From William L. Madison
United States Frigate, United States,
off Norfolk March 16th 1810
Since my return to Norfolk from Madison, I have yielded to the wish of my Father in consenting to quit the Navy, provided I can obtain a Commission in the Army. My Father informs me that he has written on to Washington, and thro’ Mr. Dawson receiv’d a promise of a Commission for me, in the Artillery. I hope in acting thus, I shall meet your approbation without incuring the censure of fickelness; for altho it wears much the appearance of fickelness, to desire a change of situations in so short a time, yet when in compliance with the wish of a Father, it ought at least to be excusable, if not entirely blameless. I hope you will not attribute my willingness to quit the Navy, to any dislike to my particular situation on board this Ship, for I am confident let my situation be what it may, I shall never serve under an Officer whom I esteem more than Captain Decatur; but it is more because my Father is averse to my being in the Navy than that I am anxious to quit it. Perhaps there are more advantages to be derived in the Army, than the Navy. In the Army, promotion is comparatively quick, in the Navy it must necessarily be slow. Let the merit of a Midshipman be what it may, he is compelled to serve at least three years before he can be qualifyed for promotion, at the expiration of that time, there will be a number in service equal to him in point of merit and much older in the dates of their warrants; would it not be great injustice then, to promote him before those whose claim to promotion is infinitely greater than his? Could it be, I should not wish it. Then the probability is, that five or six years would be as soon as it could be expected. But in the Army a man of merit has to encounter none of these difficulties, he is soon qualifyed, and there is greater room for promotion. I should be truly sorry were you to infer from what I have written that I am actuated by a wish for premature promotion in my present conduct; So far from it, I would not accept promotion were it offered me unless perfectly sensible of my ability to answer the responsibility attach’d to a Lieutenant. I have stated to you the only reasons by which I am actuated, if they appear to you not entitled to that consequence which I have given them, and that my situation here is better than in the Army, I have not the smallest doubt but that my Father will willingly consent to my remaining here.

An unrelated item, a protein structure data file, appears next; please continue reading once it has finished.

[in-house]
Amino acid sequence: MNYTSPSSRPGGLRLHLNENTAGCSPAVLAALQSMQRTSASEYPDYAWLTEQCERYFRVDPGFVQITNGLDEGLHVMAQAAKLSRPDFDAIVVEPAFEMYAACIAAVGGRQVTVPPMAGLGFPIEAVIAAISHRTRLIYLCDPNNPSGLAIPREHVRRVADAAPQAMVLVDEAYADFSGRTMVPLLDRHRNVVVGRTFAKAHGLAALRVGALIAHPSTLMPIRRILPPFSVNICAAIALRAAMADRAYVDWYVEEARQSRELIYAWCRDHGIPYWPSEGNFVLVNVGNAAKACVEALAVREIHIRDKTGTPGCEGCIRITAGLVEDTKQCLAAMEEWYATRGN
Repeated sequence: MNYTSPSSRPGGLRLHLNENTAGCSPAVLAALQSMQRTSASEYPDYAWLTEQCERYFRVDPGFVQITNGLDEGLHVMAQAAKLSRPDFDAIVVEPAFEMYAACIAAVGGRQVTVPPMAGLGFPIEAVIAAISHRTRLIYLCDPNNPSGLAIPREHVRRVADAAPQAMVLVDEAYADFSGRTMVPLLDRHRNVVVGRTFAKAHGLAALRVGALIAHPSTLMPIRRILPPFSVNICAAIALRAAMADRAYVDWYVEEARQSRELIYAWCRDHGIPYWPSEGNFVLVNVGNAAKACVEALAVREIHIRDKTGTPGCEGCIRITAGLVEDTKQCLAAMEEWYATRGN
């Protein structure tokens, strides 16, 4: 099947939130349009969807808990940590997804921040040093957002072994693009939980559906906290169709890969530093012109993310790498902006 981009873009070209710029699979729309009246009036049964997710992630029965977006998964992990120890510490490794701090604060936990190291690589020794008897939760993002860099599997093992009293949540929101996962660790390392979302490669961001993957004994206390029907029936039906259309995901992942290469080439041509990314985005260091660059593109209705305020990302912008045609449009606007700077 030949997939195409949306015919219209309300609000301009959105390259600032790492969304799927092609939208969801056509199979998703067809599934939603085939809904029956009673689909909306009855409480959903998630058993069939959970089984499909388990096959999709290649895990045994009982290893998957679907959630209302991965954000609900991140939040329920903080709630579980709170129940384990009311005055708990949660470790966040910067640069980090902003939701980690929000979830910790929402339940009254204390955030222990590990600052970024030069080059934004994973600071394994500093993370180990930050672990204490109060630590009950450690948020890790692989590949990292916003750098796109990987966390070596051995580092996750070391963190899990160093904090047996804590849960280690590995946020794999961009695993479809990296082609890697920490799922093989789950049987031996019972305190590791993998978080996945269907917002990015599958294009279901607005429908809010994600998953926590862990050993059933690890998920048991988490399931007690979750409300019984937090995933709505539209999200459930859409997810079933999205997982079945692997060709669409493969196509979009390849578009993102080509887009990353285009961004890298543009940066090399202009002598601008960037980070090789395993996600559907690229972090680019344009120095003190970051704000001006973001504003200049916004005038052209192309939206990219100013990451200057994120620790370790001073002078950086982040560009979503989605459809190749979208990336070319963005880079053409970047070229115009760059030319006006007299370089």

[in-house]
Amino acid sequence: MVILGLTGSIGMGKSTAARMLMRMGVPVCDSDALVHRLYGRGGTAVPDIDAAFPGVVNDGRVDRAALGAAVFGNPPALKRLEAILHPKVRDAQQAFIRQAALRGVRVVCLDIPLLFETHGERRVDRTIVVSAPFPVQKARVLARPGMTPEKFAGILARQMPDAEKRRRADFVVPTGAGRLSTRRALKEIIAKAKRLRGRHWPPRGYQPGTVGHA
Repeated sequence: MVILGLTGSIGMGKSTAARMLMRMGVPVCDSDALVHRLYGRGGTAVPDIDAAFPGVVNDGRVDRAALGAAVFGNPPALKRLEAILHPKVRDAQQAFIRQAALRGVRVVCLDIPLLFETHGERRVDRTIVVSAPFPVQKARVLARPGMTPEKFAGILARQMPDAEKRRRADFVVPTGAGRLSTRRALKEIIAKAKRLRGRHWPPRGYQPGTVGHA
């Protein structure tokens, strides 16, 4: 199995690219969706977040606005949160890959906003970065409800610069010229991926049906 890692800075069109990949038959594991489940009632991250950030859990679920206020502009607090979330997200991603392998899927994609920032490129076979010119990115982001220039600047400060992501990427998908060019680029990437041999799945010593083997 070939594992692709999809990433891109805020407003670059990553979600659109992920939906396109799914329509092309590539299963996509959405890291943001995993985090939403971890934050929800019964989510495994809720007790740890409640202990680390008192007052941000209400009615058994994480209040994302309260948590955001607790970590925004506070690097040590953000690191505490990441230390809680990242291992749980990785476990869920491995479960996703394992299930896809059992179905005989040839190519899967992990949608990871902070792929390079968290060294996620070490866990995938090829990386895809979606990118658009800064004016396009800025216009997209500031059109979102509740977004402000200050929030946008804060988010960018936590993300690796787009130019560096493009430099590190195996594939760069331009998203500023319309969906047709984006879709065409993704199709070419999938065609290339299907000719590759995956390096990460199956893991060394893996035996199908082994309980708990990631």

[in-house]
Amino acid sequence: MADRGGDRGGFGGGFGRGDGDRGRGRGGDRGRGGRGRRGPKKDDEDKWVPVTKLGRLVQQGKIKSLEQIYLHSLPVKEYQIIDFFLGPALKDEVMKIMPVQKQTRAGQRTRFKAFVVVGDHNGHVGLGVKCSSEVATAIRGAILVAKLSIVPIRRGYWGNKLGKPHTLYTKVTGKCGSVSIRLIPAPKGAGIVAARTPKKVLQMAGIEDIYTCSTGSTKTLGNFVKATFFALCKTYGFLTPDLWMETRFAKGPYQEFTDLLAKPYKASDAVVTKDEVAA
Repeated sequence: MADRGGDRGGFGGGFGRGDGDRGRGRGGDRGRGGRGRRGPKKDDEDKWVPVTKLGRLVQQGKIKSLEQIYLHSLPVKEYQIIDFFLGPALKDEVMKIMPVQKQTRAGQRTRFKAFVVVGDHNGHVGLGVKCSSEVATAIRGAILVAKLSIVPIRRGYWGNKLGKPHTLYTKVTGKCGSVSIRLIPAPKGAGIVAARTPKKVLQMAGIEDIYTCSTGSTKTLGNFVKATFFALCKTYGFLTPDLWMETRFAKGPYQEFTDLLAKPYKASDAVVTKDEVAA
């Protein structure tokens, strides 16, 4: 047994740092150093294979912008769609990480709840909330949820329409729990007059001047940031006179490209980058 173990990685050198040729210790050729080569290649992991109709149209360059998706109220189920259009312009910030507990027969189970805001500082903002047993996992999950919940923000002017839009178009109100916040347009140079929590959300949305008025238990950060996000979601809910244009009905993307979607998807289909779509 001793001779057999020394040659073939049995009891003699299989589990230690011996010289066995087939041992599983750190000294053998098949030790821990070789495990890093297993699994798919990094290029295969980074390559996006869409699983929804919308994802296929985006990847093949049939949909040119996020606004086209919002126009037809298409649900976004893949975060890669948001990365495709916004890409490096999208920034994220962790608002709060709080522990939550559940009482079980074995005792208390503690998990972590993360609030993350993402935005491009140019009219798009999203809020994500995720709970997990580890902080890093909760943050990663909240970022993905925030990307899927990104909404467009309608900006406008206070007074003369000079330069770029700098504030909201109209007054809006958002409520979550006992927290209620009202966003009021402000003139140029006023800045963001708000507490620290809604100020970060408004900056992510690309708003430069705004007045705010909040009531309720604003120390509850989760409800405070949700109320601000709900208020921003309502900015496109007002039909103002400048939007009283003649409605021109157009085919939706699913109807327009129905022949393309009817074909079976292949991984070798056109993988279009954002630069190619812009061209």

Captain Decatur expects to sail from this port about the first of April on a cruize, before we return here, it is probable we shall visit the principal of our northern ports, and particularly Philadelphia. Should I succeed in my application, I should like to remain in this Ship until after this cruize. My Father informs me that all my friends at the Mountains are well, and particularly my Grand-Mother who has enjoyed uncommonly good health. Remember me with gratitude to Aunt Madison and believe me your affectionate Nephew
William L. Madison1
RC (NN). Docketed by JM.
1. William L. Madison (1789–1812), JM’s nephew, was one of William and Frances Madison’s ten children. He had been appointed a midshipman on 16 Jan. 1809 (WMQ description begins William and Mary Quarterly. description ends , 1st ser., 6 [1897–98]: 116; Callahan, List of Officers of the Navy description begins Edward W. Callahan, List of Officers of the Navy of the United States and of the Marine Corps from 1775 to 1900 (New York, 1900). description ends , p. 346).